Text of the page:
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Stakeholder Update

​The Stakeholder Update is a semi-regular newsletter of the Oregon Department of Transportation, which provides news on transportation policy and programs to key stakeholders. 
 
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 March 2014

 

  

What will happen to federal transportation funding?
The Highway Trust Fund will exhaust its balances this year, forcing Congress to direct additional money into the Trust Fund or cut long-term funding for surface transportation programs by about 30 percent. These cuts would reduce investments in infrastructure that helps create jobs, improve safety, and increase quality of life in communities across the nation.

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Columbia River Crossing shuts down after a decade of work
The Oregon Legislature adjourned without reinstating funding for the Oregon-led option for the Columbia River Crossing, triggering a process of shutting down the project and archiving a decade worth of materials for potential future use. ODOT has also developed a plan for redirecting federal funds set aside to pay the initial years of the project’s debt service so they won’t be rescinded.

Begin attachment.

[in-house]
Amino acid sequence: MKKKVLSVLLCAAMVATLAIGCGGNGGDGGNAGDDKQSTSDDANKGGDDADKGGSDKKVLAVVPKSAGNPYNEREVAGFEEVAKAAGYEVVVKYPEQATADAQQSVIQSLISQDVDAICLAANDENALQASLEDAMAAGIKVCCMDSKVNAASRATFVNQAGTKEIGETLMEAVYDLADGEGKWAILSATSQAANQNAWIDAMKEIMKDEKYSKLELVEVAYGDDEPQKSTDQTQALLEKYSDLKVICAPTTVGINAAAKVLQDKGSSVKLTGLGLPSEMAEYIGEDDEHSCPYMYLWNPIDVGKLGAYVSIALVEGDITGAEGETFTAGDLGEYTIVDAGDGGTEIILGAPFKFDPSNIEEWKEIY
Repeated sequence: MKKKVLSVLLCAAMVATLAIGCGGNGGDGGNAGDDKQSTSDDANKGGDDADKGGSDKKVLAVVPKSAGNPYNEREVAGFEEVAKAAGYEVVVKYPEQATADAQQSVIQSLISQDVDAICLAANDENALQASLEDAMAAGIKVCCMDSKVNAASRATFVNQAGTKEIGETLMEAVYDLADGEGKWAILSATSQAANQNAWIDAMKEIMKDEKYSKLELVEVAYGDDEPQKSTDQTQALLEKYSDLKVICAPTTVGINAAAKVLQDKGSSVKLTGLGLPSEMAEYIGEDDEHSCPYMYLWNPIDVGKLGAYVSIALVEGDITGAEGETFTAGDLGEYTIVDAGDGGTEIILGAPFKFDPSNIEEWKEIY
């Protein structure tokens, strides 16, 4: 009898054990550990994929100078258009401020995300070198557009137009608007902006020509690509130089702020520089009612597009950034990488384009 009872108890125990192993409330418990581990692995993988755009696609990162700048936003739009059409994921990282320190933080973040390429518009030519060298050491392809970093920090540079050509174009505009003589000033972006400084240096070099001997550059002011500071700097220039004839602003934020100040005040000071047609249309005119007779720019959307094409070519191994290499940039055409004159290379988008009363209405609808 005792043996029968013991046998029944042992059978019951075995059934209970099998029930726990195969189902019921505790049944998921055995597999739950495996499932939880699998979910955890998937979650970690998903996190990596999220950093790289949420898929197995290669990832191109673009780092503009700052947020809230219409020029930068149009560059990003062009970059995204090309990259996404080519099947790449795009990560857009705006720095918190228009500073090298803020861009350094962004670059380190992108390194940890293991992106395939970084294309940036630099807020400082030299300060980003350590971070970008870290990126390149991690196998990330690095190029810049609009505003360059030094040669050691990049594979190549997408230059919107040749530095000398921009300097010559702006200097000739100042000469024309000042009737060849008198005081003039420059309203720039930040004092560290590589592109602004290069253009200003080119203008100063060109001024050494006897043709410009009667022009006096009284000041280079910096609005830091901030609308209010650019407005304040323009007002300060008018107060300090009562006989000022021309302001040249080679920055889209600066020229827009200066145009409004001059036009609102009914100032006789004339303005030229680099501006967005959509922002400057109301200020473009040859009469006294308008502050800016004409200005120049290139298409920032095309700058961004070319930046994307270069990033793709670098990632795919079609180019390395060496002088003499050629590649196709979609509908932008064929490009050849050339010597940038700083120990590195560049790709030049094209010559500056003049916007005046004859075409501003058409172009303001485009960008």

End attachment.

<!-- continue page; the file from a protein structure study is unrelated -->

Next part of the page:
ODOT is nearing the successful completion of the $1.3 billion OTIA III State Bridge Delivery Program, which updated critical links in Oregon’s highway network to increase safety and facilitate the free movement of goods on which the state’s economy depends. By the end of the year the bridge program will have repaired or replaced 271 bridges in Oregon— and done so on time and under budget.

 

 
The process for selecting projects for $42 million in funding available for non-highway transportation projects under ConnectOregon V is moving forward, with review by modal advisory committees nearing completion. ODOT received a total of 106 eligible applications requesting a total of $126.9 million in ConnectOregon funding.

 

 
ODOT recently took home the Leadership Award from the Oregon Sustainability Board and Business Oregon—the first time a state agency has been recognized with this award. ODOT was recognized for its efforts to adopt green practices and create a more sustainable transportation system, including innovative programs such as the Solar Highway, using biodiesel, and minimizing waste.
 
 
Oregon’s annual legislative session came to a close on March 7, 2014. There were 266 bills, memorials and resolutions introduced during the 2014 session and of those, the Legislature passed 135. ODOT’s Legislative Summary 2014 highlights the many bills considered by the Legislature that impact transportation or ODOT.
 
Historic bridges serve as important landmarks, giving character to their communities while also serving the more utilitarian value of helping people and goods get where they want to go. In an effort to help guide efforts to preserve some of the state’s transportation treasures, ODOT has published Oregon's Historic Bridge Field Guide.